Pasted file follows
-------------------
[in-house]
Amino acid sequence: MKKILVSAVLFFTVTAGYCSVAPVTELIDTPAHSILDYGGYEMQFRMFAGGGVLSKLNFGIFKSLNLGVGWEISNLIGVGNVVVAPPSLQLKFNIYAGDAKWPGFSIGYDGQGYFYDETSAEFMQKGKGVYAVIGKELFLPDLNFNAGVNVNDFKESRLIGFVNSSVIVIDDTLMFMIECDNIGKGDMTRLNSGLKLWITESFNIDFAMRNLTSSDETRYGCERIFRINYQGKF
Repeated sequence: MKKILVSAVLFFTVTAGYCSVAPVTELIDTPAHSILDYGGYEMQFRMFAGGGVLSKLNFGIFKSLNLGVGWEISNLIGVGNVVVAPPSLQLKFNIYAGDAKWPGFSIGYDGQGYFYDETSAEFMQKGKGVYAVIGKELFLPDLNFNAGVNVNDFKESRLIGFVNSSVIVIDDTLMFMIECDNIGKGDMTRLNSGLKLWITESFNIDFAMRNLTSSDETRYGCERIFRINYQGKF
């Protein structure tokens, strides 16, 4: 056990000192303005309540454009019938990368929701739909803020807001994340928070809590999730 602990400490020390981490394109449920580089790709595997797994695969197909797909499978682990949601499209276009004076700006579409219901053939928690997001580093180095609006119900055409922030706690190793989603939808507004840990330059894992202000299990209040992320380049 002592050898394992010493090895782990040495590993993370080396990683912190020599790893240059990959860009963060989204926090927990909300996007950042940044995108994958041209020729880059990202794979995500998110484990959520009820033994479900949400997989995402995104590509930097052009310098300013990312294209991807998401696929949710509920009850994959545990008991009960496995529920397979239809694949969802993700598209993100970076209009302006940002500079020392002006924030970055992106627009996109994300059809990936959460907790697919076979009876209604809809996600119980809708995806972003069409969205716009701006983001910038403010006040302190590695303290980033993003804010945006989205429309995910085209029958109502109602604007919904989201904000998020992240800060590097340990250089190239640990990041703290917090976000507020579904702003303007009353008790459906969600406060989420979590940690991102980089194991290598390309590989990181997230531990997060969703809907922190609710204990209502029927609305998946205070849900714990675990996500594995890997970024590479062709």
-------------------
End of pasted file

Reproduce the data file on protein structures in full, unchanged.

[in-house]
Amino acid sequence: MKKILVSAVLFFTVTAGYCSVAPVTELIDTPAHSILDYGGYEMQFRMFAGGGVLSKLNFGIFKSLNLGVGWEISNLIGVGNVVVAPPSLQLKFNIYAGDAKWPGFSIGYDGQGYFYDETSAEFMQKGKGVYAVIGKELFLPDLNFNAGVNVNDFKESRLIGFVNSSVIVIDDTLMFMIECDNIGKGDMTRLNSGLKLWITESFNIDFAMRNLTSSDETRYGCERIFRINYQGKF
Repeated sequence: MKKILVSAVLFFTVTAGYCSVAPVTELIDTPAHSILDYGGYEMQFRMFAGGGVLSKLNFGIFKSLNLGVGWEISNLIGVGNVVVAPPSLQLKFNIYAGDAKWPGFSIGYDGQGYFYDETSAEFMQKGKGVYAVIGKELFLPDLNFNAGVNVNDFKESRLIGFVNSSVIVIDDTLMFMIECDNIGKGDMTRLNSGLKLWITESFNIDFAMRNLTSSDETRYGCERIFRINYQGKF
């Protein structure tokens, strides 16, 4: 056990000192303005309540454009019938990368929701739909803020807001994340928070809590999730 602990400490020390981490394109449920580089790709595997797994695969197909797909499978682990949601499209276009004076700006579409219901053939928690997001580093180095609006119900055409922030706690190793989603939808507004840990330059894992202000299990209040992320380049 002592050898394992010493090895782990040495590993993370080396990683912190020599790893240059990959860009963060989204926090927990909300996007950042940044995108994958041209020729880059990202794979995500998110484990959520009820033994479900949400997989995402995104590509930097052009310098300013990312294209991807998401696929949710509920009850994959545990008991009960496995529920397979239809694949969802993700598209993100970076209009302006940002500079020392002006924030970055992106627009996109994300059809990936959460907790697919076979009876209604809809996600119980809708995806972003069409969205716009701006983001910038403010006040302190590695303290980033993003804010945006989205429309995910085209029958109502109602604007919904989201904000998020992240800060590097340990250089190239640990990041703290917090976000507020579904702003303007009353008790459906969600406060989420979590940690991102980089194991290598390309590989990181997230531990997060969703809907922190609710204990209502029927609305998946205070849900714990675990996500594995890997970024590479062709």